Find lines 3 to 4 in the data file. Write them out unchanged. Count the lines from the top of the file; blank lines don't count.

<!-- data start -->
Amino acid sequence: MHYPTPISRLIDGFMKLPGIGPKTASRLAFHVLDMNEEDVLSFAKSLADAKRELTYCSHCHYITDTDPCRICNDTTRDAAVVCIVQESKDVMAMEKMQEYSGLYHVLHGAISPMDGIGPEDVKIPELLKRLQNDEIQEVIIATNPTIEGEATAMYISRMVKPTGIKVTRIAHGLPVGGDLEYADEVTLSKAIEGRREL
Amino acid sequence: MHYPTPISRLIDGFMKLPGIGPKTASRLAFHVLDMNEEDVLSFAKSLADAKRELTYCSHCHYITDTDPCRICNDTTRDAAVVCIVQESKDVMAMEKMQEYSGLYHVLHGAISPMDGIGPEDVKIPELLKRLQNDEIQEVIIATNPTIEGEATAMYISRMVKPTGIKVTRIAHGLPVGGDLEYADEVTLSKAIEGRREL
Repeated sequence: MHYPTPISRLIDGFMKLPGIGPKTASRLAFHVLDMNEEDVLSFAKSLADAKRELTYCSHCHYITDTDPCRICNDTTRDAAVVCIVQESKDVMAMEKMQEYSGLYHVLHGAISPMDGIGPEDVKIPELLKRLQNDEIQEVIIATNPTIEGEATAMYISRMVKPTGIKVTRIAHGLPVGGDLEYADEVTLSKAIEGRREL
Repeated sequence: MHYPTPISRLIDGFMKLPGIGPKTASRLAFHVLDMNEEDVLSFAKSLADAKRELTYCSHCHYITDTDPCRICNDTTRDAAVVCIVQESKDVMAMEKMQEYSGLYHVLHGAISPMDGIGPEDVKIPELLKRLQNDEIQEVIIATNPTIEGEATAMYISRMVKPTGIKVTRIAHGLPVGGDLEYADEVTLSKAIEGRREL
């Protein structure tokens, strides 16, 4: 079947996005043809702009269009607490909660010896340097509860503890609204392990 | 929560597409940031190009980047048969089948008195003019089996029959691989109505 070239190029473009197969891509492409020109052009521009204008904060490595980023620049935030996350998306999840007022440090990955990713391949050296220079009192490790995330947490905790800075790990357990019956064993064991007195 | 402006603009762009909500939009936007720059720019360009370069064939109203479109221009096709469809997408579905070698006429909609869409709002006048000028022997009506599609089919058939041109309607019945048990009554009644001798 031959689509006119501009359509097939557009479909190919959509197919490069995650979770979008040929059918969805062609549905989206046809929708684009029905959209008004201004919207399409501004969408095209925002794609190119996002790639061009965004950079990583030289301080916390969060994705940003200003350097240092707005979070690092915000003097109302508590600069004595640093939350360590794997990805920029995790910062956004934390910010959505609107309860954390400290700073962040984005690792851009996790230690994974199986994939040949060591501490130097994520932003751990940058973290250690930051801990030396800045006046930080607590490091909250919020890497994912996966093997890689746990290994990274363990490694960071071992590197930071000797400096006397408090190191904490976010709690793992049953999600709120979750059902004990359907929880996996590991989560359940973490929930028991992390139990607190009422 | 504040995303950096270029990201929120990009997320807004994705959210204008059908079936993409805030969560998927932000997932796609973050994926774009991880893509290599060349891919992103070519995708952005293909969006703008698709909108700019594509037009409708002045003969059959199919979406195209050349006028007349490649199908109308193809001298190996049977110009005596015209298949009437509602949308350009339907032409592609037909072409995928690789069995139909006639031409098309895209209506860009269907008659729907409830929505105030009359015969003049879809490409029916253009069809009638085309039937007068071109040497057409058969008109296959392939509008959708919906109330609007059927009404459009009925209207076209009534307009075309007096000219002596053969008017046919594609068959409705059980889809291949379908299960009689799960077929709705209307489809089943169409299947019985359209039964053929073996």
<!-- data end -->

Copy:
Repeated sequence: MHYPTPISRLIDGFMKLPGIGPKTASRLAFHVLDMNEEDVLSFAKSLADAKRELTYCSHCHYITDTDPCRICNDTTRDAAVVCIVQESKDVMAMEKMQEYSGLYHVLHGAISPMDGIGPEDVKIPELLKRLQNDEIQEVIIATNPTIEGEATAMYISRMVKPTGIKVTRIAHGLPVGGDLEYADEVTLSKAIEGRREL
Repeated sequence: MHYPTPISRLIDGFMKLPGIGPKTASRLAFHVLDMNEEDVLSFAKSLADAKRELTYCSHCHYITDTDPCRICNDTTRDAAVVCIVQESKDVMAMEKMQEYSGLYHVLHGAISPMDGIGPEDVKIPELLKRLQNDEIQEVIIATNPTIEGEATAMYISRMVKPTGIKVTRIAHGLPVGGDLEYADEVTLSKAIEGRREL